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Richard Porter | 10:01 UK time, Monday, 23 July 2007

India is probably the most competitive television news market in the world. There are at least 20 news channels, about half broadcasting in English and half in Hindi. There are channels specialising in business, channels specialising in headlines, and channels which go for entertainment stories.

BBC World logoAnd then there's BBC World.

We've been broadcasting in India longer than nearly all of them and at one stage we used to produce output specifically targeted at the sub-continent. Question Time India; HardTalk India; Wheels (a motoring programme), even a version of University Challenge featuring Indian students.

But in such a competitive market, you need to be clear about what you stand for, what your strengths are. We know that ours is international news made relevant to South Asian audiences. Which is why on Monday (at 9.30pm IST/10pm PST), we're launching a new edition of our flagship programme, World News Today, specifically targeted at viewers in India and Pakistan and other countries in south Asia where we know we have a loyal following.

The programme will be presented by Nik Gowing, who is very well-known to BBC World viewers and who has been reporting from Asia throughout his years on the channel. He makes it his business to have first-hand knowledge of the stories he's reporting from, and hops on to aeroplanes the way most of us hop on to a bus or a train. So he's just back from his latest trip to India to promote the new programme and he'll be there again in a few weeks to report on the 60th anniversary celebrations.

His new programme will report the world to South Asia and south Asia to the world - how does the extraordinary economic success of India impact upon western nations? How does America's support for President Musharraf impact upon his popularity in Pakistan? What do British Indians feel about the performance of the India cricket team during the tour of England? These are the sorts of areas which come under our remit, and we're confident we can provide audiences in South Asia with a depth and breadth of coverage that no other broadcaster can match.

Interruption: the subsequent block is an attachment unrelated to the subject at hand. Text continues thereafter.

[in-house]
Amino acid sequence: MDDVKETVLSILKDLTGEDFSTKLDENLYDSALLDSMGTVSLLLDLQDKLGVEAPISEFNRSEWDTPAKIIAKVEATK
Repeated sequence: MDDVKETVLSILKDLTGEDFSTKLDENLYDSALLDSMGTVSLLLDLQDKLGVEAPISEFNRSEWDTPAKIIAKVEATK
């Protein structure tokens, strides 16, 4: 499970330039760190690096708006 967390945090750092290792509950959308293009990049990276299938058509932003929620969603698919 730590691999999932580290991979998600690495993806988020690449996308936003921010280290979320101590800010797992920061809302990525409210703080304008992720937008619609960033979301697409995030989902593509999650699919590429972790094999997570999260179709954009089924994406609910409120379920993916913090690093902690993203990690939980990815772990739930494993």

We'd love to know whether you agree, and what suggestions you have for the kind of coverage we should be offering viewers in the region. It's an exciting few days for us...

Comments

  • 1.
  • At 11:18 AM on 23 Jul 2007,
  • Alan Bebbington wrote:

How very sad, it is, for India to have to get any of its internationl news from the BBC. BBC News is nothing more than the controlled propaganda arm of the British/US governments and their puppet masters. So what are they going to get? They'll get deceived, misinformed, manipulated and misrepresented. And why? So the great white Anglo-Saxons can dominate the world and hold on to their ancient secrets, as Cecil Rhodes desired.

PS AS most people, who can be bothered to find out for themselves, now know what the New World Order is all about, why doesn't the BBC convey the truth to the whole world?

You never know, they might even agree.

Although you might want to keep the UN's plans, to reduce the population by 80%, under your hat!!

  • 2.
  • At 03:55 PM on 23 Jul 2007,
  • patrick wrote:

This is a total waste of license payers money: why are we subsidising your plans for empire building? When pensioners, young families, students and many others are so hard pressed for money, you spend our money on creating a pointless 'global world-class brand' or whatever you wish to call it. The BBC has really outlived its original Reithian purpose.

  • 3.
  • At 09:37 AM on 24 Jul 2007,
  • Samita wrote:

I am from Nepal so I will be very happy if you cover Nepal's story too. Hope you dont put shadow on Nepal issue.

  • 4.
  • At 02:58 PM on 24 Jul 2007,
  • jools wrote:

I think it's a bit patronising to assume people in other countries are influenced by foreign news 'propaganda' any more than we are by CNN and others. Personally I like to look at how UK news is reported in other countries' media - it makes a change from the usual catastrophe headlines and helps put things in perspective. Maybe some people in India would like to see how their news is viewed by the rest of the world, even if just to know what 'propaganda' we're being 'fed'.